'Her [E.O.W.'s] replacement by J.Y.M. [in 1973] confirmed and accelerated, though it did not directly cause, the freedom and comparative wildness of his mature style, whose main point (apart from a deepened role for expressive colour) was to get the whole surface moving under the action of drawing, the decisive linear marks of the brush in liquid paint' (Robert Hughes in R. Hughes, Frank Auerbach, London 1990, p. 180).
'J.Y.M ... always returns the painter's gaze: there is a look - head cocked back, sometimes seen a little from below a bit quizzical, sometimes challenging - that makes them quite recognizable as a series, aspect after aspect of a mutable character with whom Auerbach was intensely engaged. Whereas, the portraits of E.O.W. do not usually look back at you, and when they do, never with the same briskness, that would not have been right for Auerbach's dea mater [Mother Goddess]' (R. Hughes in ibid., p. 180).
Literally bounding out of the support, encapsulated with paint which appears as thick and fresh as the day the painting was made, J.Y.M. is here seen in all of her majestic glory. Dressed in a ravishing red jacket rendered in thick gestures, opened to reveal her plunging neck line, and with her chiselled features picked out with bold strokes of raw umber, this is one of Auerbach's most important portraits. Auerbach's favourite model for whom she has now sat for over forty years, it was in this group of portraits from the early 1970s that the now iconic pose, with her head cocked back staring straight into the eyes of Auerbach would make its first appearance and signal the arrival of his 'mature style'. Here for the first time, drawing begins to come to the fore, over sculpted paint, and the liquid paint portrays a direct sense of movement and real existence. This pose, in its 1984-85 form would famously come to adorn the cover of his first major monograph by Robert Hughes which was published in 1990.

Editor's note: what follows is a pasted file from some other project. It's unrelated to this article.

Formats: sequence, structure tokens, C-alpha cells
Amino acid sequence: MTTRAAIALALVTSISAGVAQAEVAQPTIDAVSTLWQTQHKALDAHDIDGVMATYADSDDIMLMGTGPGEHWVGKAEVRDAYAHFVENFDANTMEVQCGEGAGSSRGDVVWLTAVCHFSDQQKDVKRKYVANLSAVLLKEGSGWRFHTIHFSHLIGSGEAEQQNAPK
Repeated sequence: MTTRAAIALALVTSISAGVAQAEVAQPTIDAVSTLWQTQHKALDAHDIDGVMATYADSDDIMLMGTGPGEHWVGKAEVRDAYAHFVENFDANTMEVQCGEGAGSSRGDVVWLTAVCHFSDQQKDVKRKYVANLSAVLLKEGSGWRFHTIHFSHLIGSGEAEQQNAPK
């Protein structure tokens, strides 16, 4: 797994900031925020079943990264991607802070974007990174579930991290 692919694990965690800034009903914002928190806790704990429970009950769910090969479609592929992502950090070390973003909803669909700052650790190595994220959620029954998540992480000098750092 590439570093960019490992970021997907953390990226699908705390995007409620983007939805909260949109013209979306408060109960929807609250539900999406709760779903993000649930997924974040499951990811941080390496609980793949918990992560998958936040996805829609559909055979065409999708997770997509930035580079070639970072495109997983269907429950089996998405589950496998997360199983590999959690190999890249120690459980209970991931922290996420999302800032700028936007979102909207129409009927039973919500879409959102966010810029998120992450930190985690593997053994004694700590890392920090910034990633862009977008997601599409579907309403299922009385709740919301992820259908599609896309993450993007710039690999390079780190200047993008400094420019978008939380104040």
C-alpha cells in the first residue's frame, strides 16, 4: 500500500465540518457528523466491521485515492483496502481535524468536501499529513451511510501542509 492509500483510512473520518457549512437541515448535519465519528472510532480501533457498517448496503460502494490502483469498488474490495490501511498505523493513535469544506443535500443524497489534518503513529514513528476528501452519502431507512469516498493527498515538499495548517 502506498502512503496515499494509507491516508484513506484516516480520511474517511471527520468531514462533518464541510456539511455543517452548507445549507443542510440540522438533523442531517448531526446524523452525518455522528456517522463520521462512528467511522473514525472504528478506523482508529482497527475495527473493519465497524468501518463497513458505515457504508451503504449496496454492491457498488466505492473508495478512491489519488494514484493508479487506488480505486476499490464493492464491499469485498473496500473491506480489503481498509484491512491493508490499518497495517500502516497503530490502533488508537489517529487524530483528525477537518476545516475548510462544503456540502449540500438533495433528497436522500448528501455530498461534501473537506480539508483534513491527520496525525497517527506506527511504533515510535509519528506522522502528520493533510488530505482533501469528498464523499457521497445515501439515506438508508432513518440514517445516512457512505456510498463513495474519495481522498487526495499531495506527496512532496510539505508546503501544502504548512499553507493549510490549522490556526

As Robert Hughes explained, 'Auerbach's main model from 1963 onwards was Juliet Yardley Mills, whose presence comes to pervade Auerbach's figure painting in the later 60s, as E.O.W.'s gradually moves out ... 'J.Y.M.' is not named in any of his picture titles until 1970, when Auerbach scrawled her initials on a portrait - a gesture made, he said, 'for the same reason that you carve people's names on trees ... one writes the name of the person or people that one is in love with.' (Robert Hughes in ibid., p. 179)
The energy that Auerbach has shown in this painting was in part a response to the vitality of the sitter herself. Auerbach first met Juliet Yardley Mills when she was a professional model at Sidcup College of Art in the 1950s, and she regularly sat for him for the next four decades, usually twice a week. J.Y.M. has herself explained that she enjoyed being a part of Auerbach's art, of his unique vision. During the course of these twice weekly sessions, Auerbach and J.Y.M. developed an intense relationship across the easel. She was one of Auerbach's great muses, appearing in many of Auerbach's most recognised pictures. Indeed, his signature style owed its existence in part to her sittings and to her influence, her personality. The incredible familiarity that the artist gained with her features during these decades of sittings became one of the great cornerstones of his painting. 'To paint the same head over and over leads you to its unfamiliarity,' Auerbach has explained. 'Eventually you get near the raw truth about it, just as people only blurt out the raw truth in the middle of a family quarrel' (Auerbach, quoted in R. Hughes, ibid., p. 19). Already, by the time Head of J.Y.M. was painted, Auerbach had been studying her features for over a decade, and it is this familiarity, the product of weekly sittings over the course of ten years, that has resulted in the visceral visual and physical impact of this luscious painting.